Wearing a cycle helmet is not obligatory in Amsterdam, and it’s rare to see one. Some families will insist their smaller children wear them, however. So why don’t the adults set a good example?
It’s a complex topic, but the scientific evidence is that cycle helmets don’t do much to protect adults in a typical accident. Small children, with their softer bones and larger heads in proportion to their bodies, are an exception.
Amsterdam sees an average of 15 deaths from 900 traffic accidents every year, of which 58 per cent involve cyclists. Safety is maintained in less obvious ways, such as dedicated bike lanes, which keep cars and bikes well apart, road safety education, traffic priority for cyclists and the banning of trucks or buses from certain roads.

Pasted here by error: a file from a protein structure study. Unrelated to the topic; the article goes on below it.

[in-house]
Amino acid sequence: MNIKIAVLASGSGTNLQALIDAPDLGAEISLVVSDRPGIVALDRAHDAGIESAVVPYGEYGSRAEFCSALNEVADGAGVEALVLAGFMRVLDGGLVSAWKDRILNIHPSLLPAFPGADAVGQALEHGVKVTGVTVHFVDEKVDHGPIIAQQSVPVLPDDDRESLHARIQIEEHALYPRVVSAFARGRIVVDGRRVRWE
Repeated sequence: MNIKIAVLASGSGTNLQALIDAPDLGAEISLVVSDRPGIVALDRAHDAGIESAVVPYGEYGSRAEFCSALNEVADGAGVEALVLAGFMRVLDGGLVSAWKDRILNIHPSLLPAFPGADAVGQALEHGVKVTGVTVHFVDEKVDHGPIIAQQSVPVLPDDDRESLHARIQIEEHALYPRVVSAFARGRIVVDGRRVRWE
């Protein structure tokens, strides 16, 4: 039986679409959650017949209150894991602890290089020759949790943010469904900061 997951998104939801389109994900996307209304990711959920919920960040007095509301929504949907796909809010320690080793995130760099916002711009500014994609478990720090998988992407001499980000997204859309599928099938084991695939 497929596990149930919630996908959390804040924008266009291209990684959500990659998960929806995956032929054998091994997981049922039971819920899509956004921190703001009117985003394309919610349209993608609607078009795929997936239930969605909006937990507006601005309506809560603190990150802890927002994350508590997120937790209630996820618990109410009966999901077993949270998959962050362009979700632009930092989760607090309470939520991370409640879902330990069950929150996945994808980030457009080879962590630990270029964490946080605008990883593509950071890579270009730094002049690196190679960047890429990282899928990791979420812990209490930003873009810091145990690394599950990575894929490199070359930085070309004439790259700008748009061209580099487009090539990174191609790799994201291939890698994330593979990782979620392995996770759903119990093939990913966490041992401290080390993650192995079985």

Perhaps the best safety precaution is the fact that there are no drivers in Amsterdam, just cyclists in a car. When everybody cycles, there is much more awareness of other road users.
The greatest danger may be to pedestrians, particularly foreign visitors who look the wrong way before who stepping out in front of one of the many big, heavy Dutch shopping bikes.